Meet the New Senator, Same As the Old Senator

NH Insider has a great post responding to a SeacoastOnline letter bemoaning the "pitifully few health insurance companies to choose from". Which, the letter-writer deduced, indicated the sore need of a government run "public option".

The Insider noted:

New Hampshire used to have a thriving and diverse insurance industry until then State Senator Jeanne Shaheen introduced SB 711 and got it passed and signed into law.
SB 711 was passed in 1994 and went into effect in 1995. More information on the whole sad story is available from this article from the Heartland Institute, a free market think tank. A key conclusion:
While health insurance coverage was little affected by Shaheen's reforms, consumer choice was badly damaged. By 1997, the number of commercial health insurers serving New Hampshire dwindled to five from a previous high of 12. Those remaining in the market reduced their insurance offerings to cover only high-deductible, catastrophic-type health insurance plans.
Now, to be fair: back in 1994, the New Hampshire legislature was controlled by the Republicans, and the legislation would have had to been signed by Governor Steve Merrill, also a Republican. So while Jeanne bears some responsibility for the current poor state of the health care insurance market in the Granite State, it's not her sole responsibility.

And, as the Insider notes, she's now in the US Senate, and eager to "reform" the health insurance industry nationwide. Some politicians learn from their mistakes; Jeanne sees the opportunity to make them again, and bigger.

(Via GraniteGrok's recent collection of NH rabid right-wing ideologue links, Pun Salad included there, thanks, Skip!)

URLs du Jour

2009-12-09

Some quick hits that have piled up over the past couple weeks:

  • The Climategate scandal has ratcheted up my skepticism of anthropogenic global warming up a couple notches, and it was already pretty high. Claudia Rosett notes that, whatever your opinion of the science propounded by the True Believers, their economics is much, much worse: the UN Climatistas have boundless (and totally unwarranted) hubris as to their ability to predict and control the entire world's economy for decades. Who does that remind you of? Me too, and Claudia agrees:

    For UN planners to presume that they can reliably calculate the economic future around the planet and across decades is absurd. To pretend to calculate the economic future in neat correlation with potential variations in climate is ridiculous. For UN planners, and politicians jetting into Copenhagen to further pretend they can better organize our lives based on this confetti of calculations is beyond inane. This is the global version of the old Soviet planners sitting down to command the economy of the USSR -- and enforcing it would similarly require repression and coercion. Welcome to a world where you wait in line for toilet paper. Unless, of course, you are one of the climate-klatura, entitled to your caviar, limo and private jet, high above the queuing proles.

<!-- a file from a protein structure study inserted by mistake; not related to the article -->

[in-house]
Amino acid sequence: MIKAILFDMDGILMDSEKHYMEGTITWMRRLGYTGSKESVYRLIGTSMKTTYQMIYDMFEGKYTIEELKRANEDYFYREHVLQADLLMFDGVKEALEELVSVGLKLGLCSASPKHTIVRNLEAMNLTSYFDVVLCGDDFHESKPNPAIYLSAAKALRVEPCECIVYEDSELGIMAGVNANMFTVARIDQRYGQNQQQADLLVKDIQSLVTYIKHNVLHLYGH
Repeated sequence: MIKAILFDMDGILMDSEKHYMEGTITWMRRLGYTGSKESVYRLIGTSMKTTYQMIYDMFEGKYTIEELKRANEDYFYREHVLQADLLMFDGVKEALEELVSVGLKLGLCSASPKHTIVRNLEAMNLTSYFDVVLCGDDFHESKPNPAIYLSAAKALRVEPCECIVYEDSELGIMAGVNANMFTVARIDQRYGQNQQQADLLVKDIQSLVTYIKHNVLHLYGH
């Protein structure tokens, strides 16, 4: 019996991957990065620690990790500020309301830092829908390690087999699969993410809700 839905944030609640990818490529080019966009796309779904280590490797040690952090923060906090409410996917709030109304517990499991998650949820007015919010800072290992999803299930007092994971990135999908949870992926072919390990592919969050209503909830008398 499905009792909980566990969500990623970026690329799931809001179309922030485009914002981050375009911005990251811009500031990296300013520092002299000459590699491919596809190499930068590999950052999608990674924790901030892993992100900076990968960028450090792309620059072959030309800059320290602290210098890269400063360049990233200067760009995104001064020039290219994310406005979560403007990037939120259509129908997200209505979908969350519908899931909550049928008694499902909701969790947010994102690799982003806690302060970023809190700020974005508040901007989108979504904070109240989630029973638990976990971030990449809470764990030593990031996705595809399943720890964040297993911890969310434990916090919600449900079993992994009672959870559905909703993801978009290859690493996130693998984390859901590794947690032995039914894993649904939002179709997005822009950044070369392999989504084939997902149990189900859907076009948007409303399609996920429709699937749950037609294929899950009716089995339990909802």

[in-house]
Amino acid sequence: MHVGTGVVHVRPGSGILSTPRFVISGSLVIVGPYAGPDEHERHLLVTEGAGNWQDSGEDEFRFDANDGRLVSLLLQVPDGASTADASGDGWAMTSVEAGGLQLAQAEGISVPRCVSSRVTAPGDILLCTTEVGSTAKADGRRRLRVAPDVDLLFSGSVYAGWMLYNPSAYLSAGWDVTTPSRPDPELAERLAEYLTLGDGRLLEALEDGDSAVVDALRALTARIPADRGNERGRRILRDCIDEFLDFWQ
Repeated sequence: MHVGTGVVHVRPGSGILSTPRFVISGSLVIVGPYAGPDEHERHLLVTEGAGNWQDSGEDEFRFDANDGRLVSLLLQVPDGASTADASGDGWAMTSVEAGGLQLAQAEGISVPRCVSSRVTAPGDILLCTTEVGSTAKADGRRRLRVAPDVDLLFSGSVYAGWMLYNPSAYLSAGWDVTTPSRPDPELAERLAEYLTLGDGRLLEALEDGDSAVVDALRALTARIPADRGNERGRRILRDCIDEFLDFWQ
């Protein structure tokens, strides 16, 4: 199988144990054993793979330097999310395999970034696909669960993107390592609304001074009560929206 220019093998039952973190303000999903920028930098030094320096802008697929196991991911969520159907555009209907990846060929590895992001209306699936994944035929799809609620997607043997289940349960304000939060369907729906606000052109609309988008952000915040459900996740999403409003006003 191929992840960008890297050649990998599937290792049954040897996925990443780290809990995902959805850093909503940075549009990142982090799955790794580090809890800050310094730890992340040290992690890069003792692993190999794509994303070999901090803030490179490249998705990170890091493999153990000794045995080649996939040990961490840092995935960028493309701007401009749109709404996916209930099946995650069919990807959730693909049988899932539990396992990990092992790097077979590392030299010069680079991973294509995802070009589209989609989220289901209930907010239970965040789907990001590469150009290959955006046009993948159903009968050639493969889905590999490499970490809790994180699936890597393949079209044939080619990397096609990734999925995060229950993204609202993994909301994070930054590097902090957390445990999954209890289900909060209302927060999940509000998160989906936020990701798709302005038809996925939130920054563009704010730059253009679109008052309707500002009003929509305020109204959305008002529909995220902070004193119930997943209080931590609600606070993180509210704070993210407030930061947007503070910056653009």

Just as "health care reform" isn't really about health care, the "climate change" hoopla isn't really about the climate: both are about massive new government control over its subjects.

  • Senator Coburn (R-Oklahoma) has issued a new report (press release here) on various projects funded by the "stimulus" are doing, wastewise. New Hampshire doesn't make the top 10, but the full report contains the story of the four new buses (costing $2 million) purchased for our local (ostensibly private) bus companies. Pun Salad discussed this back in July.

    Anyway, if you need your blood pressure raised a few mm Hg, Coburn's report could well do the trick.

  • Back when I was a young 'un, George Gamow introduced me to the mind-bending concept of infinity, using (among other things) the notion that (given an infinite amount of time) a monkey randomly pecking at a keyboard will produce any given text, for example the complete works of Shakespeare.

    Leave it to the British to put the concept to the test.

    What was learnt: The theory is flawed. After one month - admittedly not an "infinite" amount of time - the monkeys had partially destroyed the machine, used it as a lavatory, and mostly typed the letter "s".

    Darn!

    Wikipedia has that and more: don't miss PixelMonkeys.org, which applies the concept to computer graphics; this Reuben Bolling comic; and, for geeks, there's RFC 2795, the Infinite Monkey Protocol Suite (IMPS).

  • Dan Tuohy debunks the myth that the University Near Here doesn't prepare you for fame and fortune. Well, fame anyway. (Usually, our Alumni Association loves to publicize our famous alumni; I think they'll forego that in this case.)

  • I really liked this (out of context) quote from one of the reviews of "Samuel Adams Pub and Café" at Manchester Boston Regional Airport.

    I live a life of mystery and intrigue, where every second I have to be alert to pending disaster, but I still manage to spell basic English words correctly.

    Hey, me too!


Last Modified 2012-10-05 8:33 AM EST